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How best are medical practices prepared to address HIPAA breaches?

March 20, 2013

Contrary to the notion that government’s move to digitize healthcare information would enable healthcare providers, doctors, and insurance companies comply more aptly with HIPAA’s guidelines for patients’ privacy and security, there has been an upsurge in HIPAA breaches with providers being reported for breaches of some kind or the other. Electronic Health Record (EHR) systems, which are made mandatory for providers seeking to attain ‘Meaningful Use’ status, have shown propensity to be manipulated either internally or by unscrupulous external elements. Either way, providers have been held accountable and penalized for breach of HIPAA’s mandate for ensuring patients’ information safety and security. With the cost data breaches being unbearable and providers or doctors’ credibility at stake, it is inevitable that HIPAA breaches are responded instantly with remedial measures, such as:

  • Replacing or removing the staff that may have committed the violation at a particular EHR access point. If the HIPAA breach is traced to an external attack, EHR access may need to be secured against all possible external threats such as hacks or thefts by manipulating EHR system passwords.
     
  • Parallel recommendation to improve the HIPAA program; an intrinsic part of such improvement program would necessarily mean reframing EHR policy and staff training or reorientation in accordance with changing EHR environment.
     
  • Apprising your EHR vendors of the need for better customizing the EHR systems so that you may possibly withstand any kind of threats to patients’ health data.
     
  • Establishing protocols for tasks, timelines and communication among the team to ensure everything on your EHR system runs as smoothly as possible.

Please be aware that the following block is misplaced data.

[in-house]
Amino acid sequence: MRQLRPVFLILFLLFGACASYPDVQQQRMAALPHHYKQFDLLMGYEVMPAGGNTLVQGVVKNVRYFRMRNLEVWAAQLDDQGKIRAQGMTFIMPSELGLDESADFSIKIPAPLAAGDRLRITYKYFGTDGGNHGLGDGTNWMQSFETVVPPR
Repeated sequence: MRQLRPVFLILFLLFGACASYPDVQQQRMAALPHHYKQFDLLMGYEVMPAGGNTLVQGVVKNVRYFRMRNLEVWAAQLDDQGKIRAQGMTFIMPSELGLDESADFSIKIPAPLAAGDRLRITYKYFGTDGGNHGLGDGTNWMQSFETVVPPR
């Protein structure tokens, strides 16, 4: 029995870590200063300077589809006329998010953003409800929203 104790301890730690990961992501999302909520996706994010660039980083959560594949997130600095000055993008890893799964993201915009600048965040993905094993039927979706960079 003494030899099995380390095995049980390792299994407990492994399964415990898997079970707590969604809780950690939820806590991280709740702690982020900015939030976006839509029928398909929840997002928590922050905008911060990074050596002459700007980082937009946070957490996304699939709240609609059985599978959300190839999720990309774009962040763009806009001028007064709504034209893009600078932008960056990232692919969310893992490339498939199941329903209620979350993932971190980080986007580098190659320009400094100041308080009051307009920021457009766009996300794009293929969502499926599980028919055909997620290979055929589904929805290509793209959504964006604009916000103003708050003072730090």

• Accurate and thorough assessment of the potential risks and vulnerabilities to the confidentiality, integrity and availability of electronic protected health information (EPHI).Irrespective of the compliance requirements, it is important that scope of the assessment is clearly defined, and communicated across the staff entrusted with the responsibility of conducting healthcare data in accordance with ‘Meaningful Use’ criterion under HIPAA.
     
  • Determining how personal health information (PHI) and electronic personal health information (EPHI) are received, stored, transmitted, accessed or disclosed.
     
  • Documenting HHS, which will require the analysis in writing, including material gathered and the corrective actions took to remediate problems uncovered by the assessment. The significance of such reports is that they act reference as well as proof during audits or verification by authorities.
     
  • Conducting periodic risk assessments to mitigate the possibility of a potential data breach.

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While providers or doctors may have some form mechanism to respond any case of healthcare data breach or violation, it may not always possible for everyone to have comprehensive set of measures, working to put their EHR systems compliant with HIPAA audits. Therefore, they may have to seek external help to keep eternal vigil on their data systems.

And, when it is the question of sourcing resources for such an array of data-related tasks, Medicalbillersandcoders.com offers to mediate for the deployment of best resources that have demonstrated expertise and experience in implementing secure and HIPAA compliant healthcare data management systems and processes.

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